Napa Valley

Perhaps you’ve read about or watched the news regarding the devastating fires in northern California over the past weeks.

So, what’s going on with wineries? Are they open, should you go, what do you need to know?

Yesterday, we toured though the areas of Napa Valley, the town of Napa, the town of St. Helena, and just north of there. We have not seen Sonoma, Santa Rosa, Glen Ellen, or other parts of the fire damaged areas.

Damage is real in the Napa area. Much of the fire damage is in the hills, on the hillsides, and above the valley floor…especially in the southern area of the Silverado Trail. Signorello Winery is completely gone and many others have damage, some extensive, all important. There is other damage to homes and areas we didn’t see.

But, Napa and St. Helena wineries and businesses are open for business. In fact, we were told they welcome visitors.

Some things we discovered:

Smoke still lingers in many areas. If you’re going to be outside for any length of time, wear a mask. But, it’s not solid smoke. You can still see the vineyards and hills. Also, if you have trouble breathing, a mask is a good idea. We didn’t have any problems breathing.

When the wind shifts, the smoke clears in one area and drifts to another area.

The hills are blackened in many areas. You can see where the fires burned the hillsides and stopped a few feet or less from a vineyard.

For the most part, the vines are not burned. There are some areas where they are singed, but not destroyed. Most of the harvesting of grapes was finished, with some crushing finished as well. We were told it’s a ‘wait and see’ about this year’s vintage.

Dozens of signs, if not more, thanking fire fighters and first responders line the streets and highways. Every business, every home, every corner has a sign. The work of the fire fighters and first responders is not taken lightly. It is all appreciated.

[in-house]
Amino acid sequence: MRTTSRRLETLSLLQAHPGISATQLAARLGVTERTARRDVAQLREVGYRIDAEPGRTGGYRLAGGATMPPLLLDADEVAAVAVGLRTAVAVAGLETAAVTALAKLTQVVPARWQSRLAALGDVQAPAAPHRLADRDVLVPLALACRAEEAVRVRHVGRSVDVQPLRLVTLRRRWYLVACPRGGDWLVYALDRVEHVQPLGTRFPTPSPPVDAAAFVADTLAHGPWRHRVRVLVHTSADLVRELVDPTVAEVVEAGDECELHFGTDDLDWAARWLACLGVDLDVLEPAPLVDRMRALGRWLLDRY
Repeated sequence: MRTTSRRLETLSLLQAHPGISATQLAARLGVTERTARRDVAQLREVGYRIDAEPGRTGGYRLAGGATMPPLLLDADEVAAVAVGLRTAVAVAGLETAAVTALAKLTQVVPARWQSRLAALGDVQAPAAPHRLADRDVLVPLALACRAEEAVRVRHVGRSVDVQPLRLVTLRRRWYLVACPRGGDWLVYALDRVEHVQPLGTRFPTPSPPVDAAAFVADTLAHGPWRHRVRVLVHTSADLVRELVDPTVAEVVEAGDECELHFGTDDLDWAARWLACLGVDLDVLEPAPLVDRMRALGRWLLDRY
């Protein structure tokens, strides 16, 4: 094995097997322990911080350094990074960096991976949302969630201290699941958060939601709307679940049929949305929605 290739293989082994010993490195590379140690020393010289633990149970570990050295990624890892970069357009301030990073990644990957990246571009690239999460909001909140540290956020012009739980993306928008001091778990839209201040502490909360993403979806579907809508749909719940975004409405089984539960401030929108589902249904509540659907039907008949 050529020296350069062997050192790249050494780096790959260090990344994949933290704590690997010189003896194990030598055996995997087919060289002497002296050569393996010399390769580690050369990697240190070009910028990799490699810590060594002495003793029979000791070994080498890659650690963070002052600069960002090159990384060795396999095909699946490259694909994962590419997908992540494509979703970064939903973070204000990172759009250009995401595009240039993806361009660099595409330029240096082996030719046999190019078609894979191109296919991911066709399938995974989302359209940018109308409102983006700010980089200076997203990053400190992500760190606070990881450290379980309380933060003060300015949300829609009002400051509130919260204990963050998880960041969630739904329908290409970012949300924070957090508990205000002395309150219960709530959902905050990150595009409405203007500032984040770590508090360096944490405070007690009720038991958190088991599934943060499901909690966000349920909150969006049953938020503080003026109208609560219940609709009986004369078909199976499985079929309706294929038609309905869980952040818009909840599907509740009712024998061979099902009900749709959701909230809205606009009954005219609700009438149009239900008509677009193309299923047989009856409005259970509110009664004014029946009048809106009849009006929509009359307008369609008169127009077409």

There are thousands of folks working to get these fires under control.

Restaurants and cafes offer free meals to fire fighters, first responders, and those who have lost their homes. In some cases, those restaurants deliver to fire camps or individuals. Everyone is pitching in.

Wineries and restaurants are open. If you plan to go, you’ll probably have your choice of appointment to taste wine and your choice of seating in most restaurants.

We had a fantastic tasting at Stony Hill Winery north of St. Helena. Sitting outside, enjoying the view was not much different than other times we’ve been there. Off in the distance wisps of smoke could be seen, but nothing that bothered us or hindered our tasting.

Lunch at the Goose & Gander in St. Helena was terrific, if not a little quiet. They thanked us for coming in and appreciated our business.

Tasting wine at The Terraces, along the Silverado Trail, we saw smoke in the distance. Business must go on. These people are all working hard to reestablish their livelihood.

Everyone is still vigilant. Fire is not something to ignore, even when it appears to be out. The winds can change, sparks can fly. But, Napa Valley is surviving this and wanting to get back on the road to recovery.

Bottom Line: Take a trip to Napa Valley and see for yourself.